Singer, actress and Tony Award winner Anika Noni Rose has starred in such Broadway shows as “Caroline, or Change” and “Cat on a Hot Tin Roof,” in hit films such as “Dreamgirls” and Disney’s “The Princess and the Frog,” and, most recently, on CBS’s “The Good Wife.” She recently brought her celebrity to the American Lung Association to speak out for those with asthma. Rose recently performed at the 2011 Tony Awards with the cast of her most recent production, “Company.” She just wrapped up filming “As Cool as I Am.”
ROBIN BRONK: If you had five minutes in the Oval Office with President Obama, what would you discuss with him? What issue would you like him to know about?
ANIKA NONI ROSE: I would talk to him about the two things I’m most passionate about: restoring arts to the school systems and working to make sure the CDC National Asthma Control Program is able to stay fully funded. I am currently the spokeswoman for the American Lung Association and an asthma sufferer, and sharing my personal stories on both of these issues would be top on my list. Particularly as they interact in my life. Hard to sing, speak, make a living, when you can’t breathe.
RB: If you could give President Obama one piece of advice, what would it be?
ANR: Right now it is of the utmost importance that the CDC National Asthma Control Program is kept a separate entity so that they can stay focused on what is a national epidemic. Asthma rates are on the rise, with both children and adults being severely, sometimes fatally, affected. More than half of those with asthma had attacks in 2008, which means they are unable to control the disease. Making sure that there is a group which is dedicated to both prevention and management will save our country a lot of money and a lot of lives. Almost 25 million Americans have asthma. With a $31 million budget, that is a little over a dollar per person. I would ask him to protect this group and the asthma sufferers that so greatly need his help. An ounce of prevention, you know ...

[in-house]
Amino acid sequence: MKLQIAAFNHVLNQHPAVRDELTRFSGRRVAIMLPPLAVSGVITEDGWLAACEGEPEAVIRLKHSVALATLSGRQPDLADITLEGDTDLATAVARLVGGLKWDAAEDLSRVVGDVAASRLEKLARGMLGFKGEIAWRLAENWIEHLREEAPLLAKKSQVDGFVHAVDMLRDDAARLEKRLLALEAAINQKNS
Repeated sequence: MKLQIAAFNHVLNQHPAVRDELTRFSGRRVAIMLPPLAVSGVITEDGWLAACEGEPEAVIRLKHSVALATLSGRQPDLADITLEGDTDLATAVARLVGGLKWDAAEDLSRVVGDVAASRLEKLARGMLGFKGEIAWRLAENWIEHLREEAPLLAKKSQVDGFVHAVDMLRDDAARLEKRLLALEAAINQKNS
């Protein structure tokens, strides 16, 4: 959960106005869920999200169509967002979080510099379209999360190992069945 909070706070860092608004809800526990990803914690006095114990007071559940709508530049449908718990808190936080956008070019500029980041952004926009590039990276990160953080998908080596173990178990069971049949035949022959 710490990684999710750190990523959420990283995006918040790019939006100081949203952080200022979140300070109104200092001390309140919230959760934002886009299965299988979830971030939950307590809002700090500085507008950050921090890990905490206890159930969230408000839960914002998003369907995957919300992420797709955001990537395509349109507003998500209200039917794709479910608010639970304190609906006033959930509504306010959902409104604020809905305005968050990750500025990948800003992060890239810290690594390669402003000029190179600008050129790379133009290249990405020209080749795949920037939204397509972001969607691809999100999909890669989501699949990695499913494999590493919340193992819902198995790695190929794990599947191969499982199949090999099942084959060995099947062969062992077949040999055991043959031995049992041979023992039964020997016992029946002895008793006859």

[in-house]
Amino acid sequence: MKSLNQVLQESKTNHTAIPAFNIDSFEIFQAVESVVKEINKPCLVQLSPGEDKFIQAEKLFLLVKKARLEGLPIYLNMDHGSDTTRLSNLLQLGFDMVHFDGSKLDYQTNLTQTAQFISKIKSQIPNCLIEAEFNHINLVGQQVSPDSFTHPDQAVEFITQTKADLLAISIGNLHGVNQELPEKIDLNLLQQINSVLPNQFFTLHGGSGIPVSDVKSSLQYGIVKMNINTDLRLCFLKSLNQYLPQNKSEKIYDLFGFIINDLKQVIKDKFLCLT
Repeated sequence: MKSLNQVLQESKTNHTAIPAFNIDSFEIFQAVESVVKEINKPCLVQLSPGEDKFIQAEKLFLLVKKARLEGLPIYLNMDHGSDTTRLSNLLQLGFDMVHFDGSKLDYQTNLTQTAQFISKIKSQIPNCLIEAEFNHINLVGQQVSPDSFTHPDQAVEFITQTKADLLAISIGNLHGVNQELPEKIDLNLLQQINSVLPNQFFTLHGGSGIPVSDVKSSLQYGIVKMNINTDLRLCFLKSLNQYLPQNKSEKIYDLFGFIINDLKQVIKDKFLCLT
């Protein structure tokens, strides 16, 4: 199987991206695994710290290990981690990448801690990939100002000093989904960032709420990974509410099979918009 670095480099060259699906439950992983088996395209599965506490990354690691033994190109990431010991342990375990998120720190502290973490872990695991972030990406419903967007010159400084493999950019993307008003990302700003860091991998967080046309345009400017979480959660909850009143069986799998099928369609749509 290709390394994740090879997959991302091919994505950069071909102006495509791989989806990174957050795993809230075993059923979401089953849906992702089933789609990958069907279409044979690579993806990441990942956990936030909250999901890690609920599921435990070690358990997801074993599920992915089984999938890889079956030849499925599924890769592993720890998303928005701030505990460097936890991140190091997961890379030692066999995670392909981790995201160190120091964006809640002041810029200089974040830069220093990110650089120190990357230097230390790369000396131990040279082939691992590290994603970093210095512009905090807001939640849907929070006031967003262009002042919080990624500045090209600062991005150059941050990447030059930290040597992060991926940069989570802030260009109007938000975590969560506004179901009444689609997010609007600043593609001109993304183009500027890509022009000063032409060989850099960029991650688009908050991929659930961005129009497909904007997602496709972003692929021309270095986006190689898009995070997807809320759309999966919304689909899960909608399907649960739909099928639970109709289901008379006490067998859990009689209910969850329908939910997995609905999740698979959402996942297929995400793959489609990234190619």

RB: If you could ask President Obama one question, what would that be?
ANR: Why haven’t we met before now?
RB: What book would you lend President Obama? Why?
ANR: David Copperfield. It’s one of my favorites. It’s about a little boy who came from more than humble beginnings, and turned his life into something special and meaningful, against all odds. It’s beautifully written and inspirational. I’m sure he’s read it, but now might be a good time to read it again. I’m shocked at how many people oppose the president for what seems to be no reason other than the fact that they can. And I’m amazed at the grace with which he handles it.
RB: If you were going to send the president to one place in the United States for one day, where would that be? Why?
ANR: I would take the president to New York. I would like for him to spend some time in our schools and hospitals and visit with some of the many children — almost 428,000 — and adults — 1.452 million — who suffer from asthma, and the conditions in which they live and work, which exacerbate the problem. We could point out the many little things we can do to make a great difference. Then I would send him to Sphatika Spa for some deep relaxation. I’m sure he needs it.
RB: Would you ever consider a political career?
ANR: I think this is as political as I want to be. I will stomp for the two things that are such a strong and influential part of my life: the arts and asthma awareness. One is an endangered species, and the other proliferates daily. I will speak for those who can’t be heard.
Bronk is a seasoned Capitol Hill strategist and advocate. She started her career at The Creative Coalition, a nonprofit, nonpartisan advocacy group for the arts and entertainment industry, in July 1998. During her tenure as CEO, Bronk has taken The Creative Coalition from a New York-based entity to a national organization. www.thecreativecoalition.org